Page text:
Children’s first teeth usually appear within the first six months after birth. By the age of three, most children have all of their 20 primary or “baby” teeth. These primary teeth are often replaced by their permanent set of teeth by the time they are twelve to thirteen years of age. The wisdom teeth or the four most posterior permanent molars, erupt between the age of seventeen to twenty five years of age.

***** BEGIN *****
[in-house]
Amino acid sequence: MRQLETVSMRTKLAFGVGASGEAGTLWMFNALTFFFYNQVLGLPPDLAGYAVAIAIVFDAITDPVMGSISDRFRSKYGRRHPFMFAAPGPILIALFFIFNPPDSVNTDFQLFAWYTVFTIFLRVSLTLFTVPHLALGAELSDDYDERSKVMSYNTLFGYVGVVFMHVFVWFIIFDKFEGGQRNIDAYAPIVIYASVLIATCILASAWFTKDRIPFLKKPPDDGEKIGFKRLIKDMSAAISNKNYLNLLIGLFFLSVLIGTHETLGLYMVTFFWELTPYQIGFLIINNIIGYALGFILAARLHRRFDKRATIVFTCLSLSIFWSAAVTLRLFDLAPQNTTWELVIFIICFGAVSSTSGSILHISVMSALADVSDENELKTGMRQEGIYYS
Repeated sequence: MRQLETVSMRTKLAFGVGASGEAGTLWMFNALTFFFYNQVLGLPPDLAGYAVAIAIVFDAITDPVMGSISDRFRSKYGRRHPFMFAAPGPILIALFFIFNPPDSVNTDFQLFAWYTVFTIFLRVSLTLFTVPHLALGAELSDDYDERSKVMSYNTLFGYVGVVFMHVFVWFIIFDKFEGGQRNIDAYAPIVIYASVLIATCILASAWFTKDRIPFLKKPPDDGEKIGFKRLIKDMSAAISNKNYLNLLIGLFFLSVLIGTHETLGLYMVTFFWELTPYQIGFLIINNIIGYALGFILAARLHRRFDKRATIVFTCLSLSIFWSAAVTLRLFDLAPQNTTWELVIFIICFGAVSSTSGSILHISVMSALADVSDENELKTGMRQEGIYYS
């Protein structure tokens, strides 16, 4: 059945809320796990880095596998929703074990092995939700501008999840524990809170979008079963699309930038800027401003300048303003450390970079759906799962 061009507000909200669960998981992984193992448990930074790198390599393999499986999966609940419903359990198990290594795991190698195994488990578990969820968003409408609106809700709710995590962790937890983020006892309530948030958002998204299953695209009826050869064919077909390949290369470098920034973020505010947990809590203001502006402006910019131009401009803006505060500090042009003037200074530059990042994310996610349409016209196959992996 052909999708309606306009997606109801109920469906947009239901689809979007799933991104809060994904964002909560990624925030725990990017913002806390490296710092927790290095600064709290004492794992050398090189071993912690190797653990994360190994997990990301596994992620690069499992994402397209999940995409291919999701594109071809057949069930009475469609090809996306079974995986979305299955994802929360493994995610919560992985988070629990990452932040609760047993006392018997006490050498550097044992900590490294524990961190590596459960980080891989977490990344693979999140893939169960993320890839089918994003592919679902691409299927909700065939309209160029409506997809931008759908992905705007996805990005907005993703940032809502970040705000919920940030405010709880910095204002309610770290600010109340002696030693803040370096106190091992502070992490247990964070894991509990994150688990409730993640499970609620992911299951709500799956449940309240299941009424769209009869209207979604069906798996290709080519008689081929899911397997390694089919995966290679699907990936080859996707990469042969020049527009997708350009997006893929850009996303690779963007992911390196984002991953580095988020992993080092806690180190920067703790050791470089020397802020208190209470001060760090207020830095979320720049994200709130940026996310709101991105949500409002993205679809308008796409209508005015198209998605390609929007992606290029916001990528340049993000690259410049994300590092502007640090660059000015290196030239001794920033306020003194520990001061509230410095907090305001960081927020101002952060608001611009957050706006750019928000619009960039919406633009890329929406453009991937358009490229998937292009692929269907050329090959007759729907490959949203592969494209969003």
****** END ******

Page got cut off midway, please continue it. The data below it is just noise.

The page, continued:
Primary “baby” teeth, or your child’s first set of teeth, may only remain through the early years of their life and into their early teens. These teeth, however, are still very important for your child’s overall well-being. It is important to keep these primary “baby” teeth in good working condition, as they create a healthier oral environment for their permanent teeth that are yet to appear. Diseased, cavity ridden and infected primary “baby” teeth not only will affect how your child eats, sleeps and function, but can also have an adverse effect on their dental growth and development. Losing “baby” teeth prematurely, may mean that teeth shift, reducing the space for permanent teeth to erupt. In certain instances, permanent teeth may never fully erupt if the space loss is too great, whilst in other instances there may be a delay in those teeth erupting. Dental neglect can lead to the need for more involved orthodontic treatment and orthodontic appliances in the future. Through regular dental care and education from an early age, certain preventive measures can be instilled, to help reduce and even avoid dental problems and anomalies that can be experienced by your child. An ounce of prevention is worth a pound of cure!